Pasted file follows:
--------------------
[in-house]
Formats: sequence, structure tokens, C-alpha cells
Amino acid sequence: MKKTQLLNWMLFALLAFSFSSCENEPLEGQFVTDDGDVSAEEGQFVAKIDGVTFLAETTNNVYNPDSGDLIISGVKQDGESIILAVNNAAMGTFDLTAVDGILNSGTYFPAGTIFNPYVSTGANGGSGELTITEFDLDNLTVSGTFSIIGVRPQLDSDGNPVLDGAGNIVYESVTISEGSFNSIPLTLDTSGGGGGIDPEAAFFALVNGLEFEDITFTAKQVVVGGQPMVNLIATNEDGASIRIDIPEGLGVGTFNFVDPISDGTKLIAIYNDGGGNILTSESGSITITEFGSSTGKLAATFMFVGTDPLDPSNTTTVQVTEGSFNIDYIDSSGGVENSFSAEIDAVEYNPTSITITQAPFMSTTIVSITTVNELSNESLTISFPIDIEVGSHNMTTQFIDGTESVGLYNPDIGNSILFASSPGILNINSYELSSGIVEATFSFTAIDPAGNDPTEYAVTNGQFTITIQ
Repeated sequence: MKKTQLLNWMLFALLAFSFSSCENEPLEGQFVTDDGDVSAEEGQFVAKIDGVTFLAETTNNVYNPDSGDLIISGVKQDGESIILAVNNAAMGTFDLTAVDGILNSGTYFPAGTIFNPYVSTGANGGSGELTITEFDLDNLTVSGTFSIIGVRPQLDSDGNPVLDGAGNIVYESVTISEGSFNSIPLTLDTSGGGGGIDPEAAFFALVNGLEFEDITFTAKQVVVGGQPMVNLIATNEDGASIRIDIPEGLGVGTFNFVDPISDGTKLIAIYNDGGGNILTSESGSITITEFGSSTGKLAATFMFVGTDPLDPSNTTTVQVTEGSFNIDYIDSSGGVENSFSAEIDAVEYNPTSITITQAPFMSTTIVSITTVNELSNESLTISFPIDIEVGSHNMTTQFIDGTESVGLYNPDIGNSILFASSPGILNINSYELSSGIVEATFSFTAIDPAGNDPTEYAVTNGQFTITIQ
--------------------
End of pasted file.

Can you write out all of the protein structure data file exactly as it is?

[in-house]
Formats: sequence, structure tokens, C-alpha cells
Amino acid sequence: MKKTQLLNWMLFALLAFSFSSCENEPLEGQFVTDDGDVSAEEGQFVAKIDGVTFLAETTNNVYNPDSGDLIISGVKQDGESIILAVNNAAMGTFDLTAVDGILNSGTYFPAGTIFNPYVSTGANGGSGELTITEFDLDNLTVSGTFSIIGVRPQLDSDGNPVLDGAGNIVYESVTISEGSFNSIPLTLDTSGGGGGIDPEAAFFALVNGLEFEDITFTAKQVVVGGQPMVNLIATNEDGASIRIDIPEGLGVGTFNFVDPISDGTKLIAIYNDGGGNILTSESGSITITEFGSSTGKLAATFMFVGTDPLDPSNTTTVQVTEGSFNIDYIDSSGGVENSFSAEIDAVEYNPTSITITQAPFMSTTIVSITTVNELSNESLTISFPIDIEVGSHNMTTQFIDGTESVGLYNPDIGNSILFASSPGILNINSYELSSGIVEATFSFTAIDPAGNDPTEYAVTNGQFTITIQ
Repeated sequence: MKKTQLLNWMLFALLAFSFSSCENEPLEGQFVTDDGDVSAEEGQFVAKIDGVTFLAETTNNVYNPDSGDLIISGVKQDGESIILAVNNAAMGTFDLTAVDGILNSGTYFPAGTIFNPYVSTGANGGSGELTITEFDLDNLTVSGTFSIIGVRPQLDSDGNPVLDGAGNIVYESVTISEGSFNSIPLTLDTSGGGGGIDPEAAFFALVNGLEFEDITFTAKQVVVGGQPMVNLIATNEDGASIRIDIPEGLGVGTFNFVDPISDGTKLIAIYNDGGGNILTSESGSITITEFGSSTGKLAATFMFVGTDPLDPSNTTTVQVTEGSFNIDYIDSSGGVENSFSAEIDAVEYNPTSITITQAPFMSTTIVSITTVNELSNESLTISFPIDIEVGSHNMTTQFIDGTESVGLYNPDIGNSILFASSPGILNINSYELSSGIVEATFSFTAIDPAGNDPTEYAVTNGQFTITIQ